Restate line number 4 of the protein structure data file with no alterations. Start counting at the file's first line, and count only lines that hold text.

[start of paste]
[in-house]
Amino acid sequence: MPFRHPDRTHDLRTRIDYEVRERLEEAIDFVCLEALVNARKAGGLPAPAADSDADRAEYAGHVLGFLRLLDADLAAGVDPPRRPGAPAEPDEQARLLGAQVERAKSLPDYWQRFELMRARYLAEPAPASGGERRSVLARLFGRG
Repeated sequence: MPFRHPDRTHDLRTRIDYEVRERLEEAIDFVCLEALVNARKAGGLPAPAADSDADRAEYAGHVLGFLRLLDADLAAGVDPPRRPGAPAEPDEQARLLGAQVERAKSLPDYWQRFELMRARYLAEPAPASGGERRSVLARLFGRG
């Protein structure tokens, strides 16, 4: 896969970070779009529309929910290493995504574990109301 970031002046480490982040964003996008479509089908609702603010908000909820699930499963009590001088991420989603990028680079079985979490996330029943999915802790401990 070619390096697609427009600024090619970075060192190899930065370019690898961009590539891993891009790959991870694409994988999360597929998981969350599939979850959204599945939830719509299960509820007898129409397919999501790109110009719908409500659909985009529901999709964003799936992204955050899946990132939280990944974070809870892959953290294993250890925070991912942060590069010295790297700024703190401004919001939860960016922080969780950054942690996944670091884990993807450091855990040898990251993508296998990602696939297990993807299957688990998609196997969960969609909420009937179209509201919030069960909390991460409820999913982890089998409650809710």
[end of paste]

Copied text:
């Protein structure tokens, strides 16, 4: 896969970070779009529309929910290493995504574990109301 970031002046480490982040964003996008479509089908609702603010908000909820699930499963009590001088991420989603990028680079079985979490996330029943999915802790401990 070619390096697609427009600024090619970075060192190899930065370019690898961009590539891993891009790959991870694409994988999360597929998981969350599939979850959204599945939830719509299960509820007898129409397919999501790109110009719908409500659909985009529901999709964003799936992204955050899946990132939280990944974070809870892959953290294993250890925070991912942060590069010295790297700024703190401004919001939860960016922080969780950054942690996944670091884990993807450091855990040898990251993508296998990602696939297990993807299957688990998609196997969960969609909420009937179209509201919030069960909390991460409820999913982890089998409650809710």